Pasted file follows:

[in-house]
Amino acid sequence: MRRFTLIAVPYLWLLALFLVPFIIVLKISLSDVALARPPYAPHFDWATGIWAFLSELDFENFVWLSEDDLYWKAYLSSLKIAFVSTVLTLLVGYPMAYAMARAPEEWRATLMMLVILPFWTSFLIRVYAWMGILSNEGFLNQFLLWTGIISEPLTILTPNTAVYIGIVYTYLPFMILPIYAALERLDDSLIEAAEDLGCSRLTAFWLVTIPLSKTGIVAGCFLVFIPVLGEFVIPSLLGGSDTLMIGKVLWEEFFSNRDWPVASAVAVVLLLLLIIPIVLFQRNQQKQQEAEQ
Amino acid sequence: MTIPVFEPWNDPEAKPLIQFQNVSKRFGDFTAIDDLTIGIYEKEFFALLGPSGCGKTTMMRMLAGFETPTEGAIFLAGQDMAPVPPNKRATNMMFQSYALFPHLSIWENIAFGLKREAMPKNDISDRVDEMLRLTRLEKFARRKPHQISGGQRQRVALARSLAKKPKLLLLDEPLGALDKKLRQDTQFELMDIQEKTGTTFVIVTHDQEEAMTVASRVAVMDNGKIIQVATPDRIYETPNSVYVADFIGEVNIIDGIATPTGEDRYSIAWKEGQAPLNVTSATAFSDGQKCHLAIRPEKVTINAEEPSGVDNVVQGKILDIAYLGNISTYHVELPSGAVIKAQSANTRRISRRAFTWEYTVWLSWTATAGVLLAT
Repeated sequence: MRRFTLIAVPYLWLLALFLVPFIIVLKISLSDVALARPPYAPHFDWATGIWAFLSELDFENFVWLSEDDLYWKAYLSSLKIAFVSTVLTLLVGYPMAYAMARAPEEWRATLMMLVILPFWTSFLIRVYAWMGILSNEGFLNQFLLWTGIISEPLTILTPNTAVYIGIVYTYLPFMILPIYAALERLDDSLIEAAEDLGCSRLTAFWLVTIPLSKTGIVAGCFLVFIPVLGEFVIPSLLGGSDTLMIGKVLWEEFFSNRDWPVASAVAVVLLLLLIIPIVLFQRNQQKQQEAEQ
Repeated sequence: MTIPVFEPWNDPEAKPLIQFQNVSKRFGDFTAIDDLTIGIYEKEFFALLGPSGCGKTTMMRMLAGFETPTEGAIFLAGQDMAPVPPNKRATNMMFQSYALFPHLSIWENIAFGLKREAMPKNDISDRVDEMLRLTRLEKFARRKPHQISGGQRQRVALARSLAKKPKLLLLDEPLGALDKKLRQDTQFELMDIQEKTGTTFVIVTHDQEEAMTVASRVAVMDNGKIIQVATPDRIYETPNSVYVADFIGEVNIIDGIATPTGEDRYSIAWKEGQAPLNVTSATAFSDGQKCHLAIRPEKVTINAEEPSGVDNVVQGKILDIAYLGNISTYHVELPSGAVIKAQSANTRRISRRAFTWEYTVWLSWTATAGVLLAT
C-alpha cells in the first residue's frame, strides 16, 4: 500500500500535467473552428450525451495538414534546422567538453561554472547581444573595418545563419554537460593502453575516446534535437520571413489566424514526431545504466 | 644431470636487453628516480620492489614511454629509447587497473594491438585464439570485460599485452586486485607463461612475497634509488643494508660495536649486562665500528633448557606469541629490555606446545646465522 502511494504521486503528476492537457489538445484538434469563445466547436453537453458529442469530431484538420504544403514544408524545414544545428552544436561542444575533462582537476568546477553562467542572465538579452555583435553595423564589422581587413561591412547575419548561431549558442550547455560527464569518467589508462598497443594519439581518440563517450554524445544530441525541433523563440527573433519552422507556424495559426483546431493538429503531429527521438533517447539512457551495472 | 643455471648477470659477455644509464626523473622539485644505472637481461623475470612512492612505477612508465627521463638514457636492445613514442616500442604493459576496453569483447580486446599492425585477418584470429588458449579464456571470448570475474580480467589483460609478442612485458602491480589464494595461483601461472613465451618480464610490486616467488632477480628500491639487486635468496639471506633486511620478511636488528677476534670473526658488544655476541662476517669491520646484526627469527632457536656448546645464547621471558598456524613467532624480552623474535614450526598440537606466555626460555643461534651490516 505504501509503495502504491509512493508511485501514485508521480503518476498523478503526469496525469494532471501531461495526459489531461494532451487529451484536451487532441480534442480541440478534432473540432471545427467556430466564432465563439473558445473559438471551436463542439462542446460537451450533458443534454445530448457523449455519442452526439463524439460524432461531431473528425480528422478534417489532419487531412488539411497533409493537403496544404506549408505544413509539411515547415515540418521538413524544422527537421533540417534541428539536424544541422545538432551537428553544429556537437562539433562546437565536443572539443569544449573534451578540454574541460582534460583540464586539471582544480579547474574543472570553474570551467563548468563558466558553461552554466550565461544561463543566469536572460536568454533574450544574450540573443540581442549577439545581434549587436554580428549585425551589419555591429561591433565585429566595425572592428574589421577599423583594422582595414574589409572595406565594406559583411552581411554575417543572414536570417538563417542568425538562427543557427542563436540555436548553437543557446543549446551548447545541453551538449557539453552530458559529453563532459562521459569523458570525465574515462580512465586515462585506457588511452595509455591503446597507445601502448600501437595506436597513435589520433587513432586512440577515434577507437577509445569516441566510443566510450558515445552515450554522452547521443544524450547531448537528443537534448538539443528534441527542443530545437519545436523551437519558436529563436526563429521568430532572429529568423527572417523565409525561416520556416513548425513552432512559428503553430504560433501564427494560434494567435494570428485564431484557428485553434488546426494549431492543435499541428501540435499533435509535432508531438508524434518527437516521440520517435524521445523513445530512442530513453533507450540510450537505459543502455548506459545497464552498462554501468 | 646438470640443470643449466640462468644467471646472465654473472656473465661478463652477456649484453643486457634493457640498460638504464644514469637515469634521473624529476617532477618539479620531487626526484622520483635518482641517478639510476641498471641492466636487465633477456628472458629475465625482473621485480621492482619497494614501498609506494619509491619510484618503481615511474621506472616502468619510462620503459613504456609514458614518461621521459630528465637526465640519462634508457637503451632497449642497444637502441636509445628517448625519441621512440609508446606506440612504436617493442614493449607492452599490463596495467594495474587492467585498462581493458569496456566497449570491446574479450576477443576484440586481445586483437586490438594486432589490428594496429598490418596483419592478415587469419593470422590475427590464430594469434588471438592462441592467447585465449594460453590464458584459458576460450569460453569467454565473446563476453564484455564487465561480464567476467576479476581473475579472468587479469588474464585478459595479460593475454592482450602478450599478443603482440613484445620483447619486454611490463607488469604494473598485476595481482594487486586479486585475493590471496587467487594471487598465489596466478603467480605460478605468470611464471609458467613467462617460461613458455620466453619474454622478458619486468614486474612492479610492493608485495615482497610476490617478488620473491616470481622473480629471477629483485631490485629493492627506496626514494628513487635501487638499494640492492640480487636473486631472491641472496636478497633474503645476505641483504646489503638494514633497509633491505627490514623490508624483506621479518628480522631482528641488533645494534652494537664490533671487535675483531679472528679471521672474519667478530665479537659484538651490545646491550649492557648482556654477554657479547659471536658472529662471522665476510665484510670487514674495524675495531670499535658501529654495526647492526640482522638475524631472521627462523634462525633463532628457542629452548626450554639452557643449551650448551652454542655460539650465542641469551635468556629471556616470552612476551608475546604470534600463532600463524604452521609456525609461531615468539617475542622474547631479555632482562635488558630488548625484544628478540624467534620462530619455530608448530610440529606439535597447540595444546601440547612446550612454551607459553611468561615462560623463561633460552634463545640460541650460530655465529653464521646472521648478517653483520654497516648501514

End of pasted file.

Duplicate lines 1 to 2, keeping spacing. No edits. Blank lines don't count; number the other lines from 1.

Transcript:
[in-house]
Amino acid sequence: MRRFTLIAVPYLWLLALFLVPFIIVLKISLSDVALARPPYAPHFDWATGIWAFLSELDFENFVWLSEDDLYWKAYLSSLKIAFVSTVLTLLVGYPMAYAMARAPEEWRATLMMLVILPFWTSFLIRVYAWMGILSNEGFLNQFLLWTGIISEPLTILTPNTAVYIGIVYTYLPFMILPIYAALERLDDSLIEAAEDLGCSRLTAFWLVTIPLSKTGIVAGCFLVFIPVLGEFVIPSLLGGSDTLMIGKVLWEEFFSNRDWPVASAVAVVLLLLLIIPIVLFQRNQQKQQEAEQ